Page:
Plasma lactate levels increased progressively to more than three times in the peritonitis group and were significantly higher than that in the peritonitis plus CVVH group. Plasma arterial pH decreased during the experiment and was significantly improved in animals receiving CVVH (Figure 3).

[FIGURE 1 OMITTED]

[FIGURE 2 OMITTED]

[FIGURE 3 OMITTED]

[FIGURE 4 OMITTED]

[FIGURE 5 OMITTED]

Compared with normal control, the activity of respiratory-chain complex I in myocardium was 37% lower in peritonitis animals. However, the activity of complex I was better maintained in animals receiving CVVH. No significant differences were found for complex II, III and IV (Figure 4).

The plasma concentration of nitrite/nitrate, a marker of nitric oxide production, was determined at baseline, at the start of haemofiltration and at 12 h after CVVH. At the start of haemofiltration, one hour after peritonitis challenge, plasma nitrite/ nitrate concentrations did not differ between groups. However, plasma nitrite/nitrate increased in peritonitis group, but was nearly normal in animals receiving CVVH at 13 h after peritonitis induction (Figure 5). As for concentrations of nitrite/nitrate in myocardial homogenate, there were no differences between groups (normal control group, 5.3 [+ or -] 1.2 nmol/mg protein; peritonitis group, 6.7 [+ or -] 1.4 nmol/mg protein; peritonitis plus CVVH group, 5.9 [+ or -] 1.1 nmol/mg protein; P=0.244).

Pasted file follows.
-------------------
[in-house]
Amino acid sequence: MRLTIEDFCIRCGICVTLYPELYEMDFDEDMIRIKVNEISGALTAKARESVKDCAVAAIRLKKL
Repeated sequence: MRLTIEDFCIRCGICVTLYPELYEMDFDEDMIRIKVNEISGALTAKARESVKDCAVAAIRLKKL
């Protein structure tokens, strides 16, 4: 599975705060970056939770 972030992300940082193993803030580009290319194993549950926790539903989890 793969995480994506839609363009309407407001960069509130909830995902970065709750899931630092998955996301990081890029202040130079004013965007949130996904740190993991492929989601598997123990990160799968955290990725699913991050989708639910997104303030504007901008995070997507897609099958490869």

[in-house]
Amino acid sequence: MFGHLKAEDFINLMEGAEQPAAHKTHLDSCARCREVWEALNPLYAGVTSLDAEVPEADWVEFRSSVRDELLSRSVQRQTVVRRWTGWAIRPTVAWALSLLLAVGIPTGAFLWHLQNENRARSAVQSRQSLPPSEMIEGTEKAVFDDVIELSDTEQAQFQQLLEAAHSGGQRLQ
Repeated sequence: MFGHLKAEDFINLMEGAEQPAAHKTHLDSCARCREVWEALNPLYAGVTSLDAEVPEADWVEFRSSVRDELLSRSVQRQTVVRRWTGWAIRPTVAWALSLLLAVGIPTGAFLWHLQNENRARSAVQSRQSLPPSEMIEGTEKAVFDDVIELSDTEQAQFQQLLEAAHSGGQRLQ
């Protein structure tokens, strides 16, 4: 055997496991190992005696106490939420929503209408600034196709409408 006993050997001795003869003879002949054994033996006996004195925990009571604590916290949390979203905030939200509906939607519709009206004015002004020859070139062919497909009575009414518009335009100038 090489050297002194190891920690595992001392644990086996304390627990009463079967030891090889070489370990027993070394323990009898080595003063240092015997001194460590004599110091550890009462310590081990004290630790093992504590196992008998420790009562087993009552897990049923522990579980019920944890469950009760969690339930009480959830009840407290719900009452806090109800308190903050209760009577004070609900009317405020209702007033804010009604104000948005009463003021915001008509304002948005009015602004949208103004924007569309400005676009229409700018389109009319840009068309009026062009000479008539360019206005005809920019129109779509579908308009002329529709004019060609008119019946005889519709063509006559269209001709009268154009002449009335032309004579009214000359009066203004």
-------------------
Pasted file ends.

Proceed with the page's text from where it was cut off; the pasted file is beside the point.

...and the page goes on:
DISCUSSION

The major finding of this study is that high-volume CVVH improves myocardial mitochondrial respiratory-chain complexes activity, such as higher activity of respiratory chain complex I in peritonitis-induced septic shock.

Altered activity of one or more of the respiratory-chain complexes has been reported in critical illness, particularly in sepsis (15). Depending on the species, the model and the severity and duration of the insult, data have been conflicting (15). Mitochondrial dysfunction and the associated bioenergetics failure have been regarded as factors contributing to multiple organ dysfunction, the most common cause of death in sepsis. Brealey and colleagues (3) showed mitochondrial respiratory-chain dysfunction (30% reduction in complex I activity) and decreased ATP concentrations in skeletal-muscle biopsy samples from patients with sepsis in intensive care as compared with patients after elective hip replacement. More severe abnormalities were associated with a higher risk of organ failure and adverse outcome of septic shock. Furthermore, recovery from organ failure was associated with improvement of mitochondrial function in septic patients (16).